Library Loot is a weekly event co-hosted by Claire from The Captive Reader and Marg from The Adventures of an Intrepid Reader that encourages bloggers to share the books they’ve checked out from the library. To participate, just write up your post and link it using the Mr. Linky any time during the week. And of course check out what other participants are getting from their libraries.
It’s been a while since I did a Library Loot post and as I’ve got quite a pile of books out right now I thought I’d do one today.
There are three books I have on loan that I’m thinking of taking back to the library without finishing reading, all of which I’ve renewed a few times – Dominion by C J Sansom, The Assassin’s Prayer by Ariana Franklin and The Idea of Perfection by Kate Grenville. It’s a shame because I’ve enjoyed other books by these authors, but each time I start reading these books I lose interest and put them down and am in no hurry to pick them up again. Of course, it could just be that it’s not the right time for me to read these books.
I have actually got up to page 154 in The Assassin’s Prayer, which has 414 pages and maybe it’s just me at the moment but it seems so boring, with Adelia, Henry II’s anatomist accompanying his daughter to Sicily, lusting after Bishop Rowley and once more regretting refusing to marry him.
I haven’t read much of Dominion, but have gone off the idea of reading an alternative history of what could have happened if Britain had made peace with Germany in 1940. Similarly with The Idea of Perfection, the beginning chapters are just not interesting me – too much about bridges. It may be the large print edition that’s putting me off too.
I have finished Elly Griffith’s Dying Fall which I enjoyed despite its being written in the present tense. It’s the fifth of her Ruth Galloway books. In this book Ruth travels from her home in Norfolk up to the north of England – Lancashire, to be precise Blackpool, Lytham, Pendle, Preston and Fleetwood – because Dan Golding a friend from university has died in a house fire. He had written to her just before his death with news of an amazing find. It turns out that Dan was murdered and Ruth and Inspector Harry Nelson are instrumental in discovering the truth. It’s yet another book I’ve read about the whereabouts of King Arthur’s Bones – this time it seems he’s the Raven King. A satisfying if undemanding read.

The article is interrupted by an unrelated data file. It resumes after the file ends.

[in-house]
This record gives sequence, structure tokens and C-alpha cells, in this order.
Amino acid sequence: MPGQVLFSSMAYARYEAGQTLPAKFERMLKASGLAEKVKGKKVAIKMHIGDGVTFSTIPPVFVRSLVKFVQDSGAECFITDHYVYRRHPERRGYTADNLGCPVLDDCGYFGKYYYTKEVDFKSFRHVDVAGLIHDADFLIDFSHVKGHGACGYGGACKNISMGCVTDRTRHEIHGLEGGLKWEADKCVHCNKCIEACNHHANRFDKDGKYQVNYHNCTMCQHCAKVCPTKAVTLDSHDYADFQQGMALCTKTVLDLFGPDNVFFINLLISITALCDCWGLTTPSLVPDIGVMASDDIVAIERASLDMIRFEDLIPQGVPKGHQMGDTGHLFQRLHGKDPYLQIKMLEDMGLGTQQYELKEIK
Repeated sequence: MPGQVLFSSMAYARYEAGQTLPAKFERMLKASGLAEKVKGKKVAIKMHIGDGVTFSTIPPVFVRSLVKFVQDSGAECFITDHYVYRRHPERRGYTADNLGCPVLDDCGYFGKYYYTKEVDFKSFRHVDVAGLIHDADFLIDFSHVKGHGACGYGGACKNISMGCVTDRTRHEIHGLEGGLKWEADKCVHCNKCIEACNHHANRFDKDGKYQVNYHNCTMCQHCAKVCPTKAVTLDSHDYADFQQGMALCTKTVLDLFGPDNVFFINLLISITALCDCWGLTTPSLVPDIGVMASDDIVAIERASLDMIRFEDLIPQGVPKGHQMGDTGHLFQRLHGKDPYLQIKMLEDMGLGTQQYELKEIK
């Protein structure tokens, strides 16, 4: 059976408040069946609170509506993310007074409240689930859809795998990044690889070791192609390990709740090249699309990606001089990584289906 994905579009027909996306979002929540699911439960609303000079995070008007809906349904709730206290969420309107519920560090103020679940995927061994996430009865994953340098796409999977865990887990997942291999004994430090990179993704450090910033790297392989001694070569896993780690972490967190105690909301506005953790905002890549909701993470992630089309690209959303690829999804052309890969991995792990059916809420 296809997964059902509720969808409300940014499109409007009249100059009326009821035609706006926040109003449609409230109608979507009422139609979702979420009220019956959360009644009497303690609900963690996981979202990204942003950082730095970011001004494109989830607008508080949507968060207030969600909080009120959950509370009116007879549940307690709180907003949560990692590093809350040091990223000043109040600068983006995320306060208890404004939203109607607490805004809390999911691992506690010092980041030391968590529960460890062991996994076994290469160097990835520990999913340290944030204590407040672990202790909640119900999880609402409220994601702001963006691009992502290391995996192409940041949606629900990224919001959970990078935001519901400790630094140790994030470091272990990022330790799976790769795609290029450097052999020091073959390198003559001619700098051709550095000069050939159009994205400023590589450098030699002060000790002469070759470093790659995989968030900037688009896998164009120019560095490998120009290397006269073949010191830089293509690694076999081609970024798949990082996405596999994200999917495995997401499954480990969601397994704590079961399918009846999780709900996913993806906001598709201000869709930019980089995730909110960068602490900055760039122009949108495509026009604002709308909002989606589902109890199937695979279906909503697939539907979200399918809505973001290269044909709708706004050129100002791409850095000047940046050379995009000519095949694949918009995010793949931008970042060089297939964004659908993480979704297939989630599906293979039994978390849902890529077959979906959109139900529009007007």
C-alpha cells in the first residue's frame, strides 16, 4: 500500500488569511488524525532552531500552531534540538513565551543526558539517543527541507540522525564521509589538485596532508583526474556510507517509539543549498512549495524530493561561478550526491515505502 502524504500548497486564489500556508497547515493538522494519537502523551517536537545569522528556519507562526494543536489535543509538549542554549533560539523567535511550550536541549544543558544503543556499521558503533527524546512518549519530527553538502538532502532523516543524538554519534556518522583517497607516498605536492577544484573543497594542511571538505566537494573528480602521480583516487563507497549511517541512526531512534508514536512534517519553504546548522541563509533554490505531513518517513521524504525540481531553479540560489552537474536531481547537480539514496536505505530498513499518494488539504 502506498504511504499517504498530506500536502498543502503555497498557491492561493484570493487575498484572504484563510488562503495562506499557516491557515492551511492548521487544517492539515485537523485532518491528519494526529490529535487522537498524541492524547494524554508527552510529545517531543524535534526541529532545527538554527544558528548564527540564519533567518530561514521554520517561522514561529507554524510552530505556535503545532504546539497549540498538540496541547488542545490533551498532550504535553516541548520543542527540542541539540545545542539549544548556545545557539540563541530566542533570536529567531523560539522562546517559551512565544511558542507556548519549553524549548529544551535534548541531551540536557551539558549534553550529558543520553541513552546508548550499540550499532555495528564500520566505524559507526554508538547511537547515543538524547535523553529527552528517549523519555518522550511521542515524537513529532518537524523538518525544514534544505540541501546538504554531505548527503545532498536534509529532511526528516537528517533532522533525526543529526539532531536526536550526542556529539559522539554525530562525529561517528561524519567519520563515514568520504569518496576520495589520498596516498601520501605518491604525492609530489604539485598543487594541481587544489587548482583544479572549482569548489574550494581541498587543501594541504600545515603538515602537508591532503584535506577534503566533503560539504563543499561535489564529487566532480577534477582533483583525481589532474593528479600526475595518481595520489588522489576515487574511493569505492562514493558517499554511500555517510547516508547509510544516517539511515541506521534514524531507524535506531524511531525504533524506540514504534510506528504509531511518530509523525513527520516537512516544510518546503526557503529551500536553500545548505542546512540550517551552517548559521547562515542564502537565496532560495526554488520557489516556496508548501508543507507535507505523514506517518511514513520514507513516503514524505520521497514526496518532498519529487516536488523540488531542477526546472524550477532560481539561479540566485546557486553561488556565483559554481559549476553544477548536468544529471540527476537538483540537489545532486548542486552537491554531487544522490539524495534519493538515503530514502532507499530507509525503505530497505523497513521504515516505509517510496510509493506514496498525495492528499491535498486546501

Then there are the books I haven’t started yet, although I have dipped into them. They are:
In the Woods by Tana French – a while back book bloggers were writing enthusiastically about this book, so when I saw it on the shelf I thought I’d see if I like it too. It’s a psychological thriller, so I hope it’s not too scary!
Two Cornish mysteries by Carola Dunn – Manna from Hades and Valley of the Shadow, Cornish village murder mysteries, featuring Eleanor Trewynn recently widowed who runs a charity shop from the ground floor of her house. They’re set in Port Mabyn a fictional village sometime in the 1960s and 70s. I’ve read and enjoyed a few of the Daisy Dalrymple books set in the 1920s, so I’m hoping these will be good too.
Brideshead Revisited by Evelyn Waugh, described on the jacket as Waugh’s most celebrated novel mourning the passing of the aristocratic world Waugh knew in his youth. I missed this when it was serialised on TV and I’ve not seen the film either, so I thought I should read this.
And last but not least a non-fiction book – Britain’s Last Frontier: a Journey along the Highland Line by Alistair Moffat. The Highland Line marks the furthest north the Romans advanced, dividing the country geologically and culturally, marking the border between Highland and Lowland, Celtic and English-speaking, crofting and farming. This won’t be a quick read as it includes history, myth and anecdote as Moffat makes a journey both in imagination and geographically tracing the route of the Line. I hope I’ll be able to renew this book.